The respiratory sinus arrhythmia: a measure of cardiac age

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Science  01 Jun 1984:
Vol. 224, Issue 4652, pp. 1001-1004
DOI: 10.1126/science.6372092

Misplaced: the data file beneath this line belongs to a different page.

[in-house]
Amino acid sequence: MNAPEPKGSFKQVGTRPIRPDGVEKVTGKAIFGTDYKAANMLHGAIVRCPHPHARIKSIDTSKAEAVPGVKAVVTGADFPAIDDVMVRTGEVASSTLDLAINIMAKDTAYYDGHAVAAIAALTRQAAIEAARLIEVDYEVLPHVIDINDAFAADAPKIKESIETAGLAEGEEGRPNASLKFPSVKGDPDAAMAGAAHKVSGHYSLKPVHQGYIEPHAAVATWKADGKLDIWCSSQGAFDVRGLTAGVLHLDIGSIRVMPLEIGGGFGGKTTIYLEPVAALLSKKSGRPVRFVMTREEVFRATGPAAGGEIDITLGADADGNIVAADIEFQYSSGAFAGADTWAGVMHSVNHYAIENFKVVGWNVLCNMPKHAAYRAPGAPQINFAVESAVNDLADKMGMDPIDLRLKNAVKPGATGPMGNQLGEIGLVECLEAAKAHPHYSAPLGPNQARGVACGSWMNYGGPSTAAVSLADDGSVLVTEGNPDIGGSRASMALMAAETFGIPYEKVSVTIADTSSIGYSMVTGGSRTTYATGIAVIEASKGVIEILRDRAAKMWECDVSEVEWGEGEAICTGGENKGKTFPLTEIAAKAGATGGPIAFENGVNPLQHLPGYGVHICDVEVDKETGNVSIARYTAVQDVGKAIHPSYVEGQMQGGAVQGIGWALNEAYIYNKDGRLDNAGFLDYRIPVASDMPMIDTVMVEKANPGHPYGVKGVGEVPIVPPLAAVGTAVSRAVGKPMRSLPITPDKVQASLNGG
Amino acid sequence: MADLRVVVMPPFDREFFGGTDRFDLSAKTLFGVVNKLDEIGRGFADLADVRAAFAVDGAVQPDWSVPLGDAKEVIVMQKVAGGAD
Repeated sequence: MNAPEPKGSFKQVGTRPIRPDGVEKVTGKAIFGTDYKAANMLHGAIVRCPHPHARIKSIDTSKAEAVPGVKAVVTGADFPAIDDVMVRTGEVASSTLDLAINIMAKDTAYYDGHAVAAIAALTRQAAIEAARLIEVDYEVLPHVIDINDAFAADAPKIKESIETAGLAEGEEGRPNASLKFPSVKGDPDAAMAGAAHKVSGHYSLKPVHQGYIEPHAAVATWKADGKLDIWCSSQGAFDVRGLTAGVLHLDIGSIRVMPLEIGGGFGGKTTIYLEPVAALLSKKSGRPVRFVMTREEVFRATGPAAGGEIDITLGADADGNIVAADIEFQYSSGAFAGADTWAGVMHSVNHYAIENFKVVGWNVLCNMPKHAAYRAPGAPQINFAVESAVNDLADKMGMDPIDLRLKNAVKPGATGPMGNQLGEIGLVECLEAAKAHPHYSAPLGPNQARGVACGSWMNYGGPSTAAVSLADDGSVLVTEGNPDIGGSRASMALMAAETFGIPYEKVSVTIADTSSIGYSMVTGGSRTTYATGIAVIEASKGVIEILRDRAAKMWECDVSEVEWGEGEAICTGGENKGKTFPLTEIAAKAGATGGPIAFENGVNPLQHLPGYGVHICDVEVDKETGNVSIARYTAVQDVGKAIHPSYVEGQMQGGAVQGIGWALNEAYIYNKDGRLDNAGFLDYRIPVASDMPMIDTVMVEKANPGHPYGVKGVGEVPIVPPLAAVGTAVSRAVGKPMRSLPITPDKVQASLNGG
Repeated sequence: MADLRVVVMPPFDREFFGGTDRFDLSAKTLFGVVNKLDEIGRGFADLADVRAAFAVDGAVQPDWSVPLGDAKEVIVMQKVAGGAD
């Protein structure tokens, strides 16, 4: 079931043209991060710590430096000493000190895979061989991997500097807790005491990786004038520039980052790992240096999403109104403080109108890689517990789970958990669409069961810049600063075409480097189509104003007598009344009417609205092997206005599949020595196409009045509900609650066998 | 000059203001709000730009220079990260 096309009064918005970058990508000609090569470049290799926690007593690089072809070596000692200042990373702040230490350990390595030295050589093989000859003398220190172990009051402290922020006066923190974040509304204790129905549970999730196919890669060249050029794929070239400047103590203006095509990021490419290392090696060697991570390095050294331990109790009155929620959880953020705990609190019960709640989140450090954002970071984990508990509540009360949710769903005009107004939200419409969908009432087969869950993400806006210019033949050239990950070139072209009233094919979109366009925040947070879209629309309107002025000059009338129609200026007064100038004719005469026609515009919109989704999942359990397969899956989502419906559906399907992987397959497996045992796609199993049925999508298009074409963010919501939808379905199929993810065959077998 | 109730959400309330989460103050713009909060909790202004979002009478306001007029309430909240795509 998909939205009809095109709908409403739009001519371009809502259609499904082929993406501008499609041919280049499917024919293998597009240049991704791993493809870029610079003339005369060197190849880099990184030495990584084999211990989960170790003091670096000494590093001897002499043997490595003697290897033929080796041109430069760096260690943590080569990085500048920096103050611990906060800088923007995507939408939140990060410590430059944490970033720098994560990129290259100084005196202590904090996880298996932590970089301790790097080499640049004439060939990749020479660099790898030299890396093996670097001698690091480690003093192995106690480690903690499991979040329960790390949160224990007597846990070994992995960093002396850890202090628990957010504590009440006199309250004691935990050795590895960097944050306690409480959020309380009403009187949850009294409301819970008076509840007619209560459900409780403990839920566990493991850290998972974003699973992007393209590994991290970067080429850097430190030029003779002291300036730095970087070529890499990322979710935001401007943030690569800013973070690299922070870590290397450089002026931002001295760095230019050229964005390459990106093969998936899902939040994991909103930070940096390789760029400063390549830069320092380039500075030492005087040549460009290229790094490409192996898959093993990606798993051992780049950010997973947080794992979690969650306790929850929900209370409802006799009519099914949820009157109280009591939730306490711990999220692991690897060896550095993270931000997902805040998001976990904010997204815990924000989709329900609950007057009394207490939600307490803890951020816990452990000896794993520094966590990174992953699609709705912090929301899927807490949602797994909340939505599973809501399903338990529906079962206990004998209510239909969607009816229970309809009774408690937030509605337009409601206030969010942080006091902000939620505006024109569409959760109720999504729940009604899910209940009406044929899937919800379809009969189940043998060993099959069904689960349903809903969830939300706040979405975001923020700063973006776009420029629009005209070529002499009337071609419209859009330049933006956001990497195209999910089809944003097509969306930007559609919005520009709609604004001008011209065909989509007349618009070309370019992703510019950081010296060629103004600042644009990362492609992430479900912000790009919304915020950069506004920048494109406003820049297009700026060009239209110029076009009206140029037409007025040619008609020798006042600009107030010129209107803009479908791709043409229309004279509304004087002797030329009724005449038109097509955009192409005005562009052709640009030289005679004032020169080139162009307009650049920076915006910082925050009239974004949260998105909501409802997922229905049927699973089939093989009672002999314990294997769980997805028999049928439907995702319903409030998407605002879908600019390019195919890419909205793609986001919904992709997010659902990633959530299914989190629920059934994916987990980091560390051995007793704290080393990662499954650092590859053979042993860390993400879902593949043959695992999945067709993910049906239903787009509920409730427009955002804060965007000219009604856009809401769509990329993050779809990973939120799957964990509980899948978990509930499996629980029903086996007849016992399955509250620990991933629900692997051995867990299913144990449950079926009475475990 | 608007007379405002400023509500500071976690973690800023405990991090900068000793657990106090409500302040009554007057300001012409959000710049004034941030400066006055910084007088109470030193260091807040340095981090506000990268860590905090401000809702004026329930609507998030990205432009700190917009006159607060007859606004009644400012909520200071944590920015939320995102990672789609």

A method developed for quantifying respiratory sinus arrhythmia (RSA) during voluntary cardiorespiratory synchronization relies on computer-assisted rhythmometric cosinor analysis of instantaneous heart rate data. The RSA was present in all subjects tested, even those at advanced ages. The amplitude of the RSA falls approximately 10 percent per decade. An individual with a transplanted heart and one with severe diabetic neuropathy each had resting RSA values that were normal for their ages. The shape and amplitude of the RSA during voluntary cardiorespiratory synchronization may reflect the suppleness of the heart and its response to rhythmically changing intrathoracic pressure and the subsequent ebb-and-flow of venous return. Our technology allows objective quantitative assessment of the biologic age of the heart and also the effect of any drug, disease, or behavior that affects the RSA.